TMCC EcoBlitz Continues Observation of San Rafael Park
TMCC’s EcoBlitz event returned this fall to resume its measurement and observation of the four different environmental zones in Reno’s Rancho San Rafael Park. The inaugural event took place last spring, and several participants from the community made a point to return to the second interaction of the event, which happened on Oct. 1.
“We had 300 more observations than last semester, so we went from 1600 to 1900 [recorded observations],” said TMCC Biology Professor Cecilia Vigil, who co-organized the event with Dr. Megan Lahti. Participants—called “Citizens of Science”—used the iNaturalist app to gather snapshots, timestamps and GPS coordinates of both flora and fauna.
Vigil and Lahti divided the park into four sections from North to South, and organized groups of TMCC students and community members into distinct areas: forest, grasslands, sage and the riparian area, which was located the farthest South. Those who participated on Oct. 1 were responsible for gathering samples and recording data. There’s still plenty of work to be done, but Vigil explained that students in various Biology classes, including Biology 190 and 191, are assisting with the analysis of the information that was collected during the EcoBlitz. Vigil will submit a report to Nevada INBRE, who supported the grant that funded the two events.
However, the data will be available to anyone who is interested. “San Rafael Park will also have the soil analysis, the insects and all the data we input into iNaturalist,” Vigil explained. “My plan is to replicate [the EcoBlitz] every semester. Through the years, this will enable us to compare spring and fall, and also how climate change is going to affect the biotic and abiotic components of the park.”
The EcoBlitz also offers TMCC students the opportunity to participate in undergraduate research. “If students do undergraduate research, it builds their confidence, their resume and it helps them to figure out if they want to continue their studies in graduate school. Also, we’ve seen that it helps our students get a job, because if you graduate with a 4.0 that’s great, but if you graduate with a 3.6 and have undergraduate research under your belt, you’re much more sellable,” Vigil said.
For students who have an interest in science and crave hands-on experience, TMCC’s EcoBlitz can provide practical experience in specimen collection, observation, research and data analysis that can make a difference in a professional career, while providing our community with vital information about the state of our natural spaces.
For more information about studying Biology at TMCC, contact the program at 775-673-8251.
The Sky’s the Limit for Career Technical Education (CTE)
TMCC’s Technical Sciences Division—in particular its Architecture and Transportation Technologies programs—are moving forward and building from the ground up! Career and Technical Education (CTE) programs like Architecture, Automotive and Diesel programs not only give students practical, hands-on skills in those particular fields, but also help students to hone their critical thinking and problem-solving skills through project-based learning, but showcase solutions in livable or workable spaces, and engines that can run.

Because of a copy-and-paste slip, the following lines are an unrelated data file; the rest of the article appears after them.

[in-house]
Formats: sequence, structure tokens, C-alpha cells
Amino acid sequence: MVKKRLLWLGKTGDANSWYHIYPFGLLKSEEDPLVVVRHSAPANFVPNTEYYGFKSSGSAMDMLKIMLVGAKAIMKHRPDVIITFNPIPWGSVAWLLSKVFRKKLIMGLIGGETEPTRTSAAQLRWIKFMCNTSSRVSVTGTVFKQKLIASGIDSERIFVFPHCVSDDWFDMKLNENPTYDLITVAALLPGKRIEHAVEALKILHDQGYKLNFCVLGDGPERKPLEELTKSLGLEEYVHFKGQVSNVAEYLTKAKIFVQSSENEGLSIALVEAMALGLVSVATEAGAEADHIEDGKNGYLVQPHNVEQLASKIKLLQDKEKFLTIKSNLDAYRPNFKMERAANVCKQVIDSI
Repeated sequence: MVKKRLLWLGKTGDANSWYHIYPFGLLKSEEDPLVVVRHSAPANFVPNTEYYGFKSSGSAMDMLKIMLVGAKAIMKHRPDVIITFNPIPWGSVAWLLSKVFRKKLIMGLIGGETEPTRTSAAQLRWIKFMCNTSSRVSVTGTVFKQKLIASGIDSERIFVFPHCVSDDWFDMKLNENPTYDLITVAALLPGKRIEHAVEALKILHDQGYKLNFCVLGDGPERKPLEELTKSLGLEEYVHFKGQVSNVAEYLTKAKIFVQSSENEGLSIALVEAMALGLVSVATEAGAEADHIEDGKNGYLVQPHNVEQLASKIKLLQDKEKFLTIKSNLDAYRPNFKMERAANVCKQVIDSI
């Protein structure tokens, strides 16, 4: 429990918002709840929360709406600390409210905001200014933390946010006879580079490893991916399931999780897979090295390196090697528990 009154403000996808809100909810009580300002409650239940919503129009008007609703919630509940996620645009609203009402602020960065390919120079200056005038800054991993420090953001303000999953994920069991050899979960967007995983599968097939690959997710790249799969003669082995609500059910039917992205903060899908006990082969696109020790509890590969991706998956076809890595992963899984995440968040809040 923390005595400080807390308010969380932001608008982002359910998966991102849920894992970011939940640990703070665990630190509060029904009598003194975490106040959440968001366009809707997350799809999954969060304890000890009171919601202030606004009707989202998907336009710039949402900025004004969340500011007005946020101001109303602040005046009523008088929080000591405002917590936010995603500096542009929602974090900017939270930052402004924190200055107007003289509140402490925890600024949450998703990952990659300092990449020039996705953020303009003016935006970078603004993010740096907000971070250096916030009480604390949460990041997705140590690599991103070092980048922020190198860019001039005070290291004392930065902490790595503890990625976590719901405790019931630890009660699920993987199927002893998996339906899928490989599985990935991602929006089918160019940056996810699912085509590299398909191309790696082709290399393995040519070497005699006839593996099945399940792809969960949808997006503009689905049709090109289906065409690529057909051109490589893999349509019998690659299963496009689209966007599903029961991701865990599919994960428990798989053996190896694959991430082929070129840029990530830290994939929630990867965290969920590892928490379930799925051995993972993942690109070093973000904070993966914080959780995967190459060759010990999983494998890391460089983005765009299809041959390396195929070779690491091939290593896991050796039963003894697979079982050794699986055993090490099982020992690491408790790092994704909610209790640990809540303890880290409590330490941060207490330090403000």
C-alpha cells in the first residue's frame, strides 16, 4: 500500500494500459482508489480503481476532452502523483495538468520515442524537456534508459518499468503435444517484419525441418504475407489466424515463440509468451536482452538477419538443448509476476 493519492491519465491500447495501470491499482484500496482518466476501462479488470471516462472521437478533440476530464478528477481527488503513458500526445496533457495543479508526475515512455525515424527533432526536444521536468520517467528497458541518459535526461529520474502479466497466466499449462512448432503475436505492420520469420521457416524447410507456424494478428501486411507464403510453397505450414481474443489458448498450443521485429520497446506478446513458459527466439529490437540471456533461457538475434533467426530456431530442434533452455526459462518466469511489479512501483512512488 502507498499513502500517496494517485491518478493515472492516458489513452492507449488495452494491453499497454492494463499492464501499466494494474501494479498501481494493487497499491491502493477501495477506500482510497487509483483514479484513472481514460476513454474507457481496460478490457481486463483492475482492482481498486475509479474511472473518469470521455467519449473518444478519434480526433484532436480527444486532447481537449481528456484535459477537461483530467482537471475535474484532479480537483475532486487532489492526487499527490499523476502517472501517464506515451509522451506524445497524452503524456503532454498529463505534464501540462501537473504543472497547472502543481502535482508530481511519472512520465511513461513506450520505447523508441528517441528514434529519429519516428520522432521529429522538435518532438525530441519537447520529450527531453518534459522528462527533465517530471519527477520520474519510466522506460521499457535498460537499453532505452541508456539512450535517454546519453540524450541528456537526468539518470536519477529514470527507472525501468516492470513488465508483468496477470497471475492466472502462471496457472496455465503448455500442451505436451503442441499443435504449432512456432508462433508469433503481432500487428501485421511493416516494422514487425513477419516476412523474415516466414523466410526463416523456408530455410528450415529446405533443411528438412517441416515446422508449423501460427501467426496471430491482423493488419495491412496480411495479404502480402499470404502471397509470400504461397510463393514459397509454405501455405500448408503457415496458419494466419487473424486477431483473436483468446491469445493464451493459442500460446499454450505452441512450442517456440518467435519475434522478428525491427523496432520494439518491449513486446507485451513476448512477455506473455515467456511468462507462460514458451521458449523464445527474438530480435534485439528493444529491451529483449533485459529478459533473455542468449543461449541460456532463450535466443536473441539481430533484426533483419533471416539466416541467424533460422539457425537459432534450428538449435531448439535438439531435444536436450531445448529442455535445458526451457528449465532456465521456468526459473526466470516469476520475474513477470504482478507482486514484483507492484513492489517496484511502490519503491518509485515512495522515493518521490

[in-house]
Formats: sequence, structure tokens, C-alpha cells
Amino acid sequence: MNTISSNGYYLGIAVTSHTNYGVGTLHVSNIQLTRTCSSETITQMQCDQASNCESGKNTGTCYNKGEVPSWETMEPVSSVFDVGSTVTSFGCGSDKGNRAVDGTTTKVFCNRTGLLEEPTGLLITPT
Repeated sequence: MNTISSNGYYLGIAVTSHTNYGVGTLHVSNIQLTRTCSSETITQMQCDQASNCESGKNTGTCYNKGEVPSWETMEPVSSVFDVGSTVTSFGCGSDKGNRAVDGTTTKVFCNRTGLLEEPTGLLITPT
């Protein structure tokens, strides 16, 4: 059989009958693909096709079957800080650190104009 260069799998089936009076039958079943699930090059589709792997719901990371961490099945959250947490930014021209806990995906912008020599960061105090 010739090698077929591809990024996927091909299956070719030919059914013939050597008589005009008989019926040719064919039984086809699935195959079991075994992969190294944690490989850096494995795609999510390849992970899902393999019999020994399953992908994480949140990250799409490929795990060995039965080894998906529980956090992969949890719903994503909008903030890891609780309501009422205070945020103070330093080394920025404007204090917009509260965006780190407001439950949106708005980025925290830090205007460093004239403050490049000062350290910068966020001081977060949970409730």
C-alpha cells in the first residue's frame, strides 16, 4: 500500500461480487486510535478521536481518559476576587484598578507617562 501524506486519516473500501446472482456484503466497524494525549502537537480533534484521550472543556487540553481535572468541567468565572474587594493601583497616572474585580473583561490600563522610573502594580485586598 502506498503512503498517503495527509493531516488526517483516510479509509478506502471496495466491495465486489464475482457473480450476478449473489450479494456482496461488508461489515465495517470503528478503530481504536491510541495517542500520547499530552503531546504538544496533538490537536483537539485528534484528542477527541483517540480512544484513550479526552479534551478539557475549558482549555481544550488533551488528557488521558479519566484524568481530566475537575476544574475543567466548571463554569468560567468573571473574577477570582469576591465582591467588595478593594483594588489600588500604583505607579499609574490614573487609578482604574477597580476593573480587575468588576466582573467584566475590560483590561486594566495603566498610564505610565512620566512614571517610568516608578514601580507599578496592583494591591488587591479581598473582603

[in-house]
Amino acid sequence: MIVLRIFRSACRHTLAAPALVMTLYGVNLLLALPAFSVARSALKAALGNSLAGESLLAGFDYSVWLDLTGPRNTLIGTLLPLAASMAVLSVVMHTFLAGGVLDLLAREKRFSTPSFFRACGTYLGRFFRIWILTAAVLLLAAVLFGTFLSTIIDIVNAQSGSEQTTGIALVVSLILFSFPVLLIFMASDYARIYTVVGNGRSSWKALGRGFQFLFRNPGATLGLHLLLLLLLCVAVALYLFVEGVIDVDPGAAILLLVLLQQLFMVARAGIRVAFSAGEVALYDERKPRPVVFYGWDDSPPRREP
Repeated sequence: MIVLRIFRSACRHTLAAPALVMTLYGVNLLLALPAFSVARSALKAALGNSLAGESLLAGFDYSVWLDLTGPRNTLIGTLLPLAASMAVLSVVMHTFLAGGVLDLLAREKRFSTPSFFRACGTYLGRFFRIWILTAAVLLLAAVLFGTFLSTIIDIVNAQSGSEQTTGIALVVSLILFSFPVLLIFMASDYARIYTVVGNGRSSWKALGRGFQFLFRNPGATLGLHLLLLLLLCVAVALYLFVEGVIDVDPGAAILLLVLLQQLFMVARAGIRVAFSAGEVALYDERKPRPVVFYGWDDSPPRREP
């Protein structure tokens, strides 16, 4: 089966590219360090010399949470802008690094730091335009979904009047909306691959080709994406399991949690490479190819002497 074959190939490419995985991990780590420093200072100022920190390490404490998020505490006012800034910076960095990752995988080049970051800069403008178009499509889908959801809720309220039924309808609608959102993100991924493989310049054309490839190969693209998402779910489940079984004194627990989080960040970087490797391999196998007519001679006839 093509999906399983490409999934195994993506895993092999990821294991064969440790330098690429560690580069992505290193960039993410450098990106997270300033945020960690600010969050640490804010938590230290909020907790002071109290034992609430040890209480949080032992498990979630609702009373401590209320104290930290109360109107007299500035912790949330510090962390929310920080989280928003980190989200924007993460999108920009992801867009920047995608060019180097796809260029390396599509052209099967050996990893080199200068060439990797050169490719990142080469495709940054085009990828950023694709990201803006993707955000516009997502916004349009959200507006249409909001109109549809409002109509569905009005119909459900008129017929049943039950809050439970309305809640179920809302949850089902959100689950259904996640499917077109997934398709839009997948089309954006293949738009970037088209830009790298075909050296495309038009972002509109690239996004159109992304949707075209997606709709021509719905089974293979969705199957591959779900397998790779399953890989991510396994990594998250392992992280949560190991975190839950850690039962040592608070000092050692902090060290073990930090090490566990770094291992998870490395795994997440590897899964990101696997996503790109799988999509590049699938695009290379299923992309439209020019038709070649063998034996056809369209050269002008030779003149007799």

Most recently, the Automotive Department took part in the Nevada Day Parade by showcasing its student-faculty creation: the TMCC Truck! If you’ve never seen it, the truck features the signature TMCC green logo on its sides and interior details. The truck was a generous donation to the program which became a favorite creative project of TMCC automotive students.
The Architecture Program, too, has increased its presence in the community by opening opportunities to more students. “The Architecture Program has a strong presence with ACE High School,” said Technical Sciences Director, Kreg Mebust. “Recently, we have moved these students into the architecture studio classroom at TMCC, which is more of a traditional drafting space. The students really love it.”
Although Architecture isn’t traditionally thought of as a CTE class, it is: students in these classes learn STEM science standards along with industry standards and practical applications they can carry with them into this career. Additionally, students begin earning credits toward skills certificate and a Certificate of Achievement, which can then be stackable with a two-year Associate of Applied Science degree.
In addition to dual-credit opportunities for high school students, TMCC’s Architecture Program is unique in its focus on Residential Design. “Nevada is the only state that recognizes and licensed residential designers,” Mebust explained. “The State Board of Architecture loves our program, and for the past several years has been very supportive.” Additionally, TMCC is the only institution in Nevada assisting applicants with their education to become residential designers.
Mebust, who is an active member of the State Board and who writes the examination questions presented to prospective residential designers seeking licensure, explains that students seeking a career as an architect often discover that the journey to becoming a residential designer is one that is much more direct.
“In the program at TMCC, we really focus on the foundations of design,” Mebust explained. “We also focus on the importance of education, and how we can support the advancement of people and their careers in this field that literally shapes the interior and exterior spaces of our community.”
To learn more about the Architecture and Automotive Programs, contact Applied Technologies at 775-856-5300.